They are at the mercy of their finders….

We see lives lost all the time because the animal’s finder lacked either the knowledge or the motivation to help during a critical time.

Be the finder that saves a life.

1. STOP – be willing to stop for a moment and observe the situation. If you think an animal is harmed or in danger, take the time to pull over or stop what you are doing to really take a look at the situation. If you think the animal may be deceased, watch for a minute to see if it is still breathing.

2. BE SAFE – don’t put yourself in a situation where the animal may bite or scratch you. This may not only harm you, but may result in the animal having to be euthanized for rabies testing. This happens more than you think.

3. ACT QUICKLY – If something doesn’t seem right, don’t wait hours or days to contact someone. You can always call a local wildlife rehabilitator and ask if the animal needs assistance if you aren’t sure.

4. CALL AROUND – Don’t give up if the first person you call doesn’t respond. Call your local wildlife rehabilitator, animal control, the Environmental police, or the police department. Leave messages if they don’t answer. Be the animal’s advocate. Most websites have a section where permitted wildlife rehabilitators are listed.

5. WARM, DARK, QUIET – If you can safely contain the animal, keep it in a warm, dark and quiet place until you can get it to someone who can help. Don’t play music in the car if you are transporting it. Don’t keep the animal near other pets or children.

6. DON’T OFFER FOOD OR LIQUIDS – Do not offer food or water. In many circumstances, giving food or water can actually make things worse. For example, if an animal is hypothermic, its body can not process anything until it’s temperature is normalized.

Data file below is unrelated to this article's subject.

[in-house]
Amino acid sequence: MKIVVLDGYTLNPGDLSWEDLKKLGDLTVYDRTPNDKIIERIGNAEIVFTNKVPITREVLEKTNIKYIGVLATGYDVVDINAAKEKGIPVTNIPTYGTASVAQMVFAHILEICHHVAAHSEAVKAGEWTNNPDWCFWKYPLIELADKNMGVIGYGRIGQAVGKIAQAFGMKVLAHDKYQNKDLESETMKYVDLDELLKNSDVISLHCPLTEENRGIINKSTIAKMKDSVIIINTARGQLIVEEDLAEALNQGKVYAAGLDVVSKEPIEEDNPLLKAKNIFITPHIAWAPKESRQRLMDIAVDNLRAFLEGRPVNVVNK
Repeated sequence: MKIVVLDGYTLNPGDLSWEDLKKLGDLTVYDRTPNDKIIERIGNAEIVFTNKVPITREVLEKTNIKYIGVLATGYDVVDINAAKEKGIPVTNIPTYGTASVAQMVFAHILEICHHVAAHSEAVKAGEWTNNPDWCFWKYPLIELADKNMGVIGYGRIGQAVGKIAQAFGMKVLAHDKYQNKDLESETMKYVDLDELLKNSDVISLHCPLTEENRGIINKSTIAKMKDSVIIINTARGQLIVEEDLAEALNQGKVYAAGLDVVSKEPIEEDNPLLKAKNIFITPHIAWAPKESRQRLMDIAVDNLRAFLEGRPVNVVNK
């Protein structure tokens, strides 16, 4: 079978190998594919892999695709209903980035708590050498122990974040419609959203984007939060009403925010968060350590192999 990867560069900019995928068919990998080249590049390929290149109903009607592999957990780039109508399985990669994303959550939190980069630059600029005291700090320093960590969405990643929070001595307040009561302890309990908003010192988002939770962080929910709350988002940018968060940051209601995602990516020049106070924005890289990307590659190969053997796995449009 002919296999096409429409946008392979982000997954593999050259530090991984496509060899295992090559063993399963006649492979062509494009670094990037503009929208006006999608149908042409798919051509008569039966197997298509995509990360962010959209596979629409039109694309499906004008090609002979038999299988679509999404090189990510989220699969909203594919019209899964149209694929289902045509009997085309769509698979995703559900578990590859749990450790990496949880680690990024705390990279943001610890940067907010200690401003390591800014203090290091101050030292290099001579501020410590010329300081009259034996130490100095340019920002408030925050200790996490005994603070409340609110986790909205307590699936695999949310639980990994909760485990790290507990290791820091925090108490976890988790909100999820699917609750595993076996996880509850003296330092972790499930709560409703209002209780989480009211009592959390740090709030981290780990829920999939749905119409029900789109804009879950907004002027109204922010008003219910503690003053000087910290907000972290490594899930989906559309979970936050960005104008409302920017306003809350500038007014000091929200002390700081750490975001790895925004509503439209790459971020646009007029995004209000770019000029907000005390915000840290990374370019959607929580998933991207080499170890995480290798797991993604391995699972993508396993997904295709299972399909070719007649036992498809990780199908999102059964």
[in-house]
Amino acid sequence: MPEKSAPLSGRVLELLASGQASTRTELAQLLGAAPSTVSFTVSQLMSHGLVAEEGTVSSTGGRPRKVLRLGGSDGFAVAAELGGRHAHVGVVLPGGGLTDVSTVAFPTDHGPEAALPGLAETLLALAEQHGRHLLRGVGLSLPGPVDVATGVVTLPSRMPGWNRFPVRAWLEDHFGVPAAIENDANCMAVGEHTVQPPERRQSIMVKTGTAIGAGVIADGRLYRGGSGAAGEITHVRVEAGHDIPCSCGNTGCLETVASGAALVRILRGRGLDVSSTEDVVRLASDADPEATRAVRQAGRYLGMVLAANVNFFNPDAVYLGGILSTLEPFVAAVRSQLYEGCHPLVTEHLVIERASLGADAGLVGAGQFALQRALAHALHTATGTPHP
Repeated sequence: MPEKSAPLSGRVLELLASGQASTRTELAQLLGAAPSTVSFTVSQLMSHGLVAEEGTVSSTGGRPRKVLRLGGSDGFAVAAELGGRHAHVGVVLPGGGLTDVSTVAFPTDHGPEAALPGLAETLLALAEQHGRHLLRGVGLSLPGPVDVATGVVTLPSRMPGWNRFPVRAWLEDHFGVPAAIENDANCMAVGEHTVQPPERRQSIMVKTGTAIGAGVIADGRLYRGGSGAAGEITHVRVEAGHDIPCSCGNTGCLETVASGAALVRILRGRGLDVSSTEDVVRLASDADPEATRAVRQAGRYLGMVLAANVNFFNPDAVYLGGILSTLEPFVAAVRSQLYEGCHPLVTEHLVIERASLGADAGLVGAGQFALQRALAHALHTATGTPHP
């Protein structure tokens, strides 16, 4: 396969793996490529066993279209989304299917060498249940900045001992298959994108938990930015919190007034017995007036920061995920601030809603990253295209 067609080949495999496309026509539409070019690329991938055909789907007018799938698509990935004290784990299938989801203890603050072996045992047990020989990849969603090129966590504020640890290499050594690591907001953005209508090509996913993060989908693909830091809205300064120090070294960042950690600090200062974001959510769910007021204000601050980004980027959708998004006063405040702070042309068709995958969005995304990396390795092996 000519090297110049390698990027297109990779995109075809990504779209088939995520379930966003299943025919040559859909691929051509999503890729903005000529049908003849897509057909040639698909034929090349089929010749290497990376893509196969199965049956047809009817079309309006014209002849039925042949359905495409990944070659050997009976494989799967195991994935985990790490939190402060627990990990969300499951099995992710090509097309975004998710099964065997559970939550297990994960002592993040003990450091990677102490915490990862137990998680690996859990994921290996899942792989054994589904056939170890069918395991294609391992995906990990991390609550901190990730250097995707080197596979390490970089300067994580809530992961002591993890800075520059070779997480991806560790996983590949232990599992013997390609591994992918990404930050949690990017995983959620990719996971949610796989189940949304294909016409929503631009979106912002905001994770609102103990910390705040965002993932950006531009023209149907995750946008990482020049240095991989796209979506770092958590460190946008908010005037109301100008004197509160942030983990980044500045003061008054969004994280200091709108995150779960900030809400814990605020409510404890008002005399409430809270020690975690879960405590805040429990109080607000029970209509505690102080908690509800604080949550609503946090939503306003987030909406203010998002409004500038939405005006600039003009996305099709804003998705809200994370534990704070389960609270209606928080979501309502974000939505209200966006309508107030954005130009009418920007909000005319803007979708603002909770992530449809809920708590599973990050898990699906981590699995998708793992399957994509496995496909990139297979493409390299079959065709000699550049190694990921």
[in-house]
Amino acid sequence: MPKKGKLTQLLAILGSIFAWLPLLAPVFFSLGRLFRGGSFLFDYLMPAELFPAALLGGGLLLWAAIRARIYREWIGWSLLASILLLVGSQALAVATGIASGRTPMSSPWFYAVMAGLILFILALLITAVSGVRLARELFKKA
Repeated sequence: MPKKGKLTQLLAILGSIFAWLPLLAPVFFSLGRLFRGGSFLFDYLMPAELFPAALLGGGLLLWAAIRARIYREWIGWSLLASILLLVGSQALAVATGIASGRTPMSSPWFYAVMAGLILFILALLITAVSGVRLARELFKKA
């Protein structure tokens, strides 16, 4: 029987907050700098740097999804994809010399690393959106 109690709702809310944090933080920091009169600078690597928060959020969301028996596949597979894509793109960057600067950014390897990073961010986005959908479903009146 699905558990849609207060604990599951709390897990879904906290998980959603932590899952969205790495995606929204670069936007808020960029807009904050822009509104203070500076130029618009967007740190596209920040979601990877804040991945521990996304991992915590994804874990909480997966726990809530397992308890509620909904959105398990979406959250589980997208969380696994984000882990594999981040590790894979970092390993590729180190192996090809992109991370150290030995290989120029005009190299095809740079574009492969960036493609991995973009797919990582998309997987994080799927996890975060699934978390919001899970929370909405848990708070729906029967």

7. BE WILLING TO DRIVE – Be willing to take the animal to where it needs to go. Don’t wait until someone is able to come pick it up. That can waste valuable time and could be the difference between life and death.

8. CONSIDER DONATING – We know it’s not your pet and not your responsibility. Wildlife rehabilitators do not get paid by the government to care for wildlife and donate their time to help these animals in need. Often, they use their personal funds to cover the cost of care. The more funding they have, the more they can provide for the wildlife in their care. Consider that the majority of people who drop off animals do not donate. If you can spare it, it will be appreciated. However, even if you can’t donate, wildlife rehabilitators don’t expect it and will still be happy to help an animal in need. Don’t let that stop you from getting the wild animal help.

PLEASE HELP US GET THE WORD OUT! A finder’s quick response to an animal in need can often be the difference between life and death!

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